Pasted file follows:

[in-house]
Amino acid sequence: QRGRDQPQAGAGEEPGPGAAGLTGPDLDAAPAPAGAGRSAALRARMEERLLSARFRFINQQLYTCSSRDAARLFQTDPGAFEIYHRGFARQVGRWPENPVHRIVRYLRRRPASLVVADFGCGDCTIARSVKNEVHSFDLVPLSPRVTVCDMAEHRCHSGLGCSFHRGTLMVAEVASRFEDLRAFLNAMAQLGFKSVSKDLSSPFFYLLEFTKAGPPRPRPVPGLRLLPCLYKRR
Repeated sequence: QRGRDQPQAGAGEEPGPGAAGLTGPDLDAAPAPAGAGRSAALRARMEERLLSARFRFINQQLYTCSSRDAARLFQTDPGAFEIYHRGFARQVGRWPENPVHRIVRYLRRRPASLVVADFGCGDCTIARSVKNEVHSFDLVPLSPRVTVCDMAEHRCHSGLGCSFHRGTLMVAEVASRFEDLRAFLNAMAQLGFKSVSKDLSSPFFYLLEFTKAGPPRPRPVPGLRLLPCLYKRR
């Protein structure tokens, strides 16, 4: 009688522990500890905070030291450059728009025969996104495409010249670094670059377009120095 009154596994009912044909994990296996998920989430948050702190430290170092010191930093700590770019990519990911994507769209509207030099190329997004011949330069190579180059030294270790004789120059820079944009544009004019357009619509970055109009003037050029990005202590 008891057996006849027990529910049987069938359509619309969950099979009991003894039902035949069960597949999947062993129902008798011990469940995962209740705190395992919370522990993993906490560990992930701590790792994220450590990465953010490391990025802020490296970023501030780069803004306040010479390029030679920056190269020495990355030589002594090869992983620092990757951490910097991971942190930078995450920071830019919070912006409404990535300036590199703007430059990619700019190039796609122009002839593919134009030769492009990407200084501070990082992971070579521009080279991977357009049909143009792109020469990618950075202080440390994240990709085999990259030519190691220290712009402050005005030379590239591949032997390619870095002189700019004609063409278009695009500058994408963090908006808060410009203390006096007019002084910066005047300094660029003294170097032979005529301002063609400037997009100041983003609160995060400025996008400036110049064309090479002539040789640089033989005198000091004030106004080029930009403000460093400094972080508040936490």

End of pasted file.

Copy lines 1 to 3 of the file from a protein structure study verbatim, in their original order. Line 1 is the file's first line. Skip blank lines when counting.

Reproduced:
[in-house]
Amino acid sequence: QRGRDQPQAGAGEEPGPGAAGLTGPDLDAAPAPAGAGRSAALRARMEERLLSARFRFINQQLYTCSSRDAARLFQTDPGAFEIYHRGFARQVGRWPENPVHRIVRYLRRRPASLVVADFGCGDCTIARSVKNEVHSFDLVPLSPRVTVCDMAEHRCHSGLGCSFHRGTLMVAEVASRFEDLRAFLNAMAQLGFKSVSKDLSSPFFYLLEFTKAGPPRPRPVPGLRLLPCLYKRR
Repeated sequence: QRGRDQPQAGAGEEPGPGAAGLTGPDLDAAPAPAGAGRSAALRARMEERLLSARFRFINQQLYTCSSRDAARLFQTDPGAFEIYHRGFARQVGRWPENPVHRIVRYLRRRPASLVVADFGCGDCTIARSVKNEVHSFDLVPLSPRVTVCDMAEHRCHSGLGCSFHRGTLMVAEVASRFEDLRAFLNAMAQLGFKSVSKDLSSPFFYLLEFTKAGPPRPRPVPGLRLLPCLYKRR